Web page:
We used data from the Fragile Families and Child Wellbeing Study which includes a sample of adolescents of age 15 at the most recent wave (between 2014 and 2017) from mainly low-income urban families in the United States, to examine the association between neighborhood poverty entries and exits and adolescent depression and anxiety. In addition, we examined whether these associations differed by gender. Adolescents who consistently lived in disadvantaged neighborhoods had the highest level of depression and anxiety. Those who entered poor neighborhoods were more depressed than those who never lived in poor neighborhoods. Those who exited poor neighborhoods showed no significant difference in depression and anxiety compared to those never lived in poor neighborhoods. Furthermore, these associations applied to adolescent girls only and were not statistically significant for boys. The results suggest that neighborhood poverty has cumulative negative impacts on adolescent mental health and disproportionally affects adolescent girls. Reducing neighborhood poverty would substantially improve the health of adolescents, especially girls, which would reduce health disparities.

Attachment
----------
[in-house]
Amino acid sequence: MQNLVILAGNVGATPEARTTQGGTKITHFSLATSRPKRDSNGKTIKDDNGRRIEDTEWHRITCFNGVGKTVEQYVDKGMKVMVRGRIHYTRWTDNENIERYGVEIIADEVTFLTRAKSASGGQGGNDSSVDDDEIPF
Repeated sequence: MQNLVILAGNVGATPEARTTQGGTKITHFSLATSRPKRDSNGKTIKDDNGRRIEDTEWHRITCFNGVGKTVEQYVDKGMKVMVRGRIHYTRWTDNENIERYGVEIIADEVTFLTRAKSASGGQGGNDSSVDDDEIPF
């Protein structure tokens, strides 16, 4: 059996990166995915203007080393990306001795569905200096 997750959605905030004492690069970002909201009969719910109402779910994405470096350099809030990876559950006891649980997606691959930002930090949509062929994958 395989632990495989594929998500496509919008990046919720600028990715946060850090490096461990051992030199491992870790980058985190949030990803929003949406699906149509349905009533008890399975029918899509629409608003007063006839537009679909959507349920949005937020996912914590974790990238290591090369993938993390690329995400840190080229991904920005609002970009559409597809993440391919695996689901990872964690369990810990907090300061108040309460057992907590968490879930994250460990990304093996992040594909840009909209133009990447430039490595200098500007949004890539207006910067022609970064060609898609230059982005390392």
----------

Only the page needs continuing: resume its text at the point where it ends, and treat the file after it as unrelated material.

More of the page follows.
- Health disparities
- Mental health
ASJC Scopus subject areas
- Health(social science)
- Sociology and Political Science
- Life-span and Life-course Studies